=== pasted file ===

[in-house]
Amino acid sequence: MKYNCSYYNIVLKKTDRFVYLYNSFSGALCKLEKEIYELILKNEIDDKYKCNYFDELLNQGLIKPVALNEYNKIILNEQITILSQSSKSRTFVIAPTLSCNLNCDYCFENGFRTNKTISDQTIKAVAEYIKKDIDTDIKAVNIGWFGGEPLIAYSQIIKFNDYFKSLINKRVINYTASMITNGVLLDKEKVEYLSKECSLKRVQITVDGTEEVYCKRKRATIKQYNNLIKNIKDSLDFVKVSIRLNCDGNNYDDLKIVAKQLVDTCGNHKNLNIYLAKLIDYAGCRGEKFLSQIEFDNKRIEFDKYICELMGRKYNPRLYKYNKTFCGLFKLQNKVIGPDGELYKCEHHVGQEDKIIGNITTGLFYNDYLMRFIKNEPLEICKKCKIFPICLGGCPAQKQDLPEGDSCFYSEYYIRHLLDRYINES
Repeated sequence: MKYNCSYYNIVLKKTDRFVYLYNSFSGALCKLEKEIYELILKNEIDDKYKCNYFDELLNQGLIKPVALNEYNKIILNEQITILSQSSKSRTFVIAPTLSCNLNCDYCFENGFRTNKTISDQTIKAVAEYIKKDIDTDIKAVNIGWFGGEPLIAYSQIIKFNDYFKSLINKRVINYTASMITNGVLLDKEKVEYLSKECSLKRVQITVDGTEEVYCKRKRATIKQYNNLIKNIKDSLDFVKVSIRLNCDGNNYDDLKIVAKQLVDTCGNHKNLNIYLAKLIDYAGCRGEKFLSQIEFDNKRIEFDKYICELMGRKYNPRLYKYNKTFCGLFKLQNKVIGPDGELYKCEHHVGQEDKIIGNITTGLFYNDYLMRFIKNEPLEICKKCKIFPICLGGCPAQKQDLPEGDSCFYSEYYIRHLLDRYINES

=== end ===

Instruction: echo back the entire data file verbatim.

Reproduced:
[in-house]
Amino acid sequence: MKYNCSYYNIVLKKTDRFVYLYNSFSGALCKLEKEIYELILKNEIDDKYKCNYFDELLNQGLIKPVALNEYNKIILNEQITILSQSSKSRTFVIAPTLSCNLNCDYCFENGFRTNKTISDQTIKAVAEYIKKDIDTDIKAVNIGWFGGEPLIAYSQIIKFNDYFKSLINKRVINYTASMITNGVLLDKEKVEYLSKECSLKRVQITVDGTEEVYCKRKRATIKQYNNLIKNIKDSLDFVKVSIRLNCDGNNYDDLKIVAKQLVDTCGNHKNLNIYLAKLIDYAGCRGEKFLSQIEFDNKRIEFDKYICELMGRKYNPRLYKYNKTFCGLFKLQNKVIGPDGELYKCEHHVGQEDKIIGNITTGLFYNDYLMRFIKNEPLEICKKCKIFPICLGGCPAQKQDLPEGDSCFYSEYYIRHLLDRYINES
Repeated sequence: MKYNCSYYNIVLKKTDRFVYLYNSFSGALCKLEKEIYELILKNEIDDKYKCNYFDELLNQGLIKPVALNEYNKIILNEQITILSQSSKSRTFVIAPTLSCNLNCDYCFENGFRTNKTISDQTIKAVAEYIKKDIDTDIKAVNIGWFGGEPLIAYSQIIKFNDYFKSLINKRVINYTASMITNGVLLDKEKVEYLSKECSLKRVQITVDGTEEVYCKRKRATIKQYNNLIKNIKDSLDFVKVSIRLNCDGNNYDDLKIVAKQLVDTCGNHKNLNIYLAKLIDYAGCRGEKFLSQIEFDNKRIEFDKYICELMGRKYNPRLYKYNKTFCGLFKLQNKVIGPDGELYKCEHHVGQEDKIIGNITTGLFYNDYLMRFIKNEPLEICKKCKIFPICLGGCPAQKQDLPEGDSCFYSEYYIRHLLDRYINES